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Tuesday, September 20, 2022

Moments and Memories and Stories by Liz Flaherty #SmartGirlsReadRomance

My husband and I were talking about our paternal grandparents tonight. Neither of us remembers them well. My grandfather died when I was two, Grandma when I was seven. I was near the end of the line of her 20-some grandchildren and she was 77 when I was born. I remember where she sat in the living room and kitchen of the house that is still in our family. I remember that she drank her coffee from a cracked cup and that she wore her long white hair in a bun at the back of her head. I remember her funeral. 

Other than that, the only sharp memory I have of Grandma Shafer is the day I followed Dad into the kitchen and she looked past him at me and said, "What did you bring her for?"

I have no idea what she meant. Was she serious? Teasing? Just tired of kids being around every day of her life--first her nine and then the next generation? 

I laughed about it when Duane and I talked about it. "It doesn't matter," I said. "It didn't hurt or enhance my life."

"I think it does matter," he said, and I just shook my head. 

And yet 66 years later, I still remember where she sat, the sharp look on her face when she looked at me, stepping back behind my dad again. 

It didn't change my life in any way. Or did it? I know if I ever said words like this to my grands, they'd know I was kidding. They'd know I love them more than my life. That they are so much fun. I'm not sure I'd be so careful of that if I didn't remember Grandma's words.

It is moments like this that sometimes start stories for us, isn't it? The March girls bemoaning a sad and poor Christmas. Rebecca of Sunnybrook Farm riding on the coach with Mr. Cobb. Scarlett O'Hara deciding what dress to wear. In my own book, One More Summer, Dillon shows up 15 years late for the prom.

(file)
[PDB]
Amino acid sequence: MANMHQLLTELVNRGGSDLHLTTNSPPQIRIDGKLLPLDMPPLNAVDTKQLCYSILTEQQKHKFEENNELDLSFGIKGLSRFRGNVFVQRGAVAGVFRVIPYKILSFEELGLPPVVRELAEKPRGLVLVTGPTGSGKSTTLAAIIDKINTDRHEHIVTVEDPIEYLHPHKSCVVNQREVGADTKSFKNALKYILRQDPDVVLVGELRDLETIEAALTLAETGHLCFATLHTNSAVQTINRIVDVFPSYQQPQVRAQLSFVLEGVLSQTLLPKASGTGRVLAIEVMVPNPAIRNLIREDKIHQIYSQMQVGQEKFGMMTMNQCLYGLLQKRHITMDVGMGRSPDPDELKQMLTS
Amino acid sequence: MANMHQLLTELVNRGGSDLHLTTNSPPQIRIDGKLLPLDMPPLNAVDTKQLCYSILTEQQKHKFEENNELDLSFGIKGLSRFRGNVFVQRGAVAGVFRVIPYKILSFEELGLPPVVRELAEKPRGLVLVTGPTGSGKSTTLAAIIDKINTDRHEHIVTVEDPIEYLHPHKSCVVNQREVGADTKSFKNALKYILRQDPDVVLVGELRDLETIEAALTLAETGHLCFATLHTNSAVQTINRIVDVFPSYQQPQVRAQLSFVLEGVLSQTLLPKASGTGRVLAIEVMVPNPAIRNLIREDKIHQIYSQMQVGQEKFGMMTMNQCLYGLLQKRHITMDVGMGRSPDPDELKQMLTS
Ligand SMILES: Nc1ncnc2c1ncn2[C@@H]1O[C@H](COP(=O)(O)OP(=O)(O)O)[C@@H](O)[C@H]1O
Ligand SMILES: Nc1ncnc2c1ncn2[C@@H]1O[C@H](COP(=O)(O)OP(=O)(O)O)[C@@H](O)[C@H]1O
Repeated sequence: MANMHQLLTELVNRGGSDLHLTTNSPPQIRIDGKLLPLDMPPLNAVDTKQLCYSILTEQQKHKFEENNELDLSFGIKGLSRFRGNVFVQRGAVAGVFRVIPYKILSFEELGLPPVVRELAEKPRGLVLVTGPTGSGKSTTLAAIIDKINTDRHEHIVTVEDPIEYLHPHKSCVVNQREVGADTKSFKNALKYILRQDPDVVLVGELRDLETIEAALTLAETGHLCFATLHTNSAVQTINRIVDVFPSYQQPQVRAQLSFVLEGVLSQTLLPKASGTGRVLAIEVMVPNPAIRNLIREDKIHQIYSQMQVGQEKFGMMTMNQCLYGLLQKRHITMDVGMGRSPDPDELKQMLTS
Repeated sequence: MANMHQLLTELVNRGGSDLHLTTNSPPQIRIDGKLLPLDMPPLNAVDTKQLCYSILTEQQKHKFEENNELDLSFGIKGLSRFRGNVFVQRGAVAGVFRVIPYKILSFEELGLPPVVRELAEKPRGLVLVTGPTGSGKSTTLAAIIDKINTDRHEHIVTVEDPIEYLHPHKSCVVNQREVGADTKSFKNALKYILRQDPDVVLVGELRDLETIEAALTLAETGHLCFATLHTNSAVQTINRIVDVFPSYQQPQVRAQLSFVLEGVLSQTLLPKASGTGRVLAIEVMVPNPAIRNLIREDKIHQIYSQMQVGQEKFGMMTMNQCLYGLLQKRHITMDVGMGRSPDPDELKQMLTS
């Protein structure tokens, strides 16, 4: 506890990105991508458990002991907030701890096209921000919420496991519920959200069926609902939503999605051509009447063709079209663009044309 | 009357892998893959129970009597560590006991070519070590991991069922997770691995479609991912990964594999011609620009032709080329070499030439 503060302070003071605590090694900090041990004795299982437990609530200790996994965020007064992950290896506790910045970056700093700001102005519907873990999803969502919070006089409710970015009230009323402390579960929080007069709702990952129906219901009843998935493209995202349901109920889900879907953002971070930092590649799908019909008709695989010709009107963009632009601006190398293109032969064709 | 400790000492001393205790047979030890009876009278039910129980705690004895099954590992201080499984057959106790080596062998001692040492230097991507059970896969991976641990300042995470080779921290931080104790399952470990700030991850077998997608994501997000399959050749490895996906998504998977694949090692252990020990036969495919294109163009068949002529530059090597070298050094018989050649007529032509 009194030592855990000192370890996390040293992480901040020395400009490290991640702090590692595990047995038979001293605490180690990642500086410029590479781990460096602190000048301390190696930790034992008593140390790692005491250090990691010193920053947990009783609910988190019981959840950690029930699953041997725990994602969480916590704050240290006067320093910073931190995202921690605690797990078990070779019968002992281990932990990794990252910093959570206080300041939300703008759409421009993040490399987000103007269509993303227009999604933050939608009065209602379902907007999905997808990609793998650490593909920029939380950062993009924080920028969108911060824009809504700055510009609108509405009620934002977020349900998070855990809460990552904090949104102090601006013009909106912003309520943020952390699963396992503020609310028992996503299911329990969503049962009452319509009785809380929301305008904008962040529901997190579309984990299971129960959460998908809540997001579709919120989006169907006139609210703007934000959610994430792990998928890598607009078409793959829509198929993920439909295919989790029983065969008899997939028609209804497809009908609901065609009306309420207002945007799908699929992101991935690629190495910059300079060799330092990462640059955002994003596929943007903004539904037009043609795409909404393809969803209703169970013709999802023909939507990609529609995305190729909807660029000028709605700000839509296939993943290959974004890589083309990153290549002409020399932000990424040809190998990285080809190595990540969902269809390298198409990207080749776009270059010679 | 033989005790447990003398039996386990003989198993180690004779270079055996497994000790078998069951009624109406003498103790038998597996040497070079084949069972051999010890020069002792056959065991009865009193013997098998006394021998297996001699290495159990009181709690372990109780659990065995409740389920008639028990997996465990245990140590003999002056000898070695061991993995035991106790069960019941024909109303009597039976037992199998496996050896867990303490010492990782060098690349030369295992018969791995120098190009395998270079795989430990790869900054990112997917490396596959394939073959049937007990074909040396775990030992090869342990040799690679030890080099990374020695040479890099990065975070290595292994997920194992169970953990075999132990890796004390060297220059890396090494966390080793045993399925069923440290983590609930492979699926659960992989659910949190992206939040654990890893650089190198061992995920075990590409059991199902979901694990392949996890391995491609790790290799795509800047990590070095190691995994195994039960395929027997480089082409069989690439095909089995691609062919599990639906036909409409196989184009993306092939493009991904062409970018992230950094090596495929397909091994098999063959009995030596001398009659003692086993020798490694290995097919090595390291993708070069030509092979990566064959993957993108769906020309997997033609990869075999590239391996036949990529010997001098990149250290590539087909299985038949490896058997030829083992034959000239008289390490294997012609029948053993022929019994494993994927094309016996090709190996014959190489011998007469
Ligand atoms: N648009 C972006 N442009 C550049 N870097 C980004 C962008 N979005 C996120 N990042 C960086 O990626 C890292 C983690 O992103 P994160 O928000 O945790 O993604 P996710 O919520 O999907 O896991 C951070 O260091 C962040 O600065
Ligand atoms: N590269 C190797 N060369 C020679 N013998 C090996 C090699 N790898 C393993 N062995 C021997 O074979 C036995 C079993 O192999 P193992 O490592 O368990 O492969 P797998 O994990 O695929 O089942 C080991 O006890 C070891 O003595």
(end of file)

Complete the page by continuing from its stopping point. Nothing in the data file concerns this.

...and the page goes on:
I've been dreaming about the beginning of my next story. About a woman whose name I think is Maggie who inherits a cottage on a nondescript little lake. I don't have much yet, but the idea came with two words. Trilby died. 

Like the remembered words of my grandmother, those two don't matter. Except that they opened the previously sealed envelope of Chapter One. 

I'm so excited. 


  1. Yea! Always great when a new story idea hits you. Hope this one flushes itself out nicely for you. Those words and actions do stay with us, and unfortunately, the bad ones more than the good, at least in my case. But it's not the words themselves that matter it's what we do with them. Thanks again for sharing your thoughts with us!

    1. Thanks, Mary. I hope Trilby agrees (even though he's dead.) :-)

  2. Wow, what a poignant memory. Yeah, that one would stick. I have a memory about my Great-Uncle George that is similar to that one. I remember it so clearly, it could have happened yesterday, yet what I actually know about him wouldn't fill a paragraph. Can't wait for Maggie's story!

  3. What a wonderful post! I really like the way your next book spoke to you and the way you described it. Wishing you all the very best, Liz.

  4. Liz, I find this peek into your family fascinating, including that you and Duane would talk about your grandparents in this way. The people we spend time with, especially when young, really do shape us. And words have such an impact. Thanks for sharing and reminding me of this. I'm sure your grandkids feel the love from you! :)

  5. My dad's mom was a nasty little thing and my mom's mom was a treasure. So I feel your pain, but her nastiness did not affect me either. however grandma Ivy's love and gentleness did.

    1. Same situation here. My other grandma was a sweetheart.


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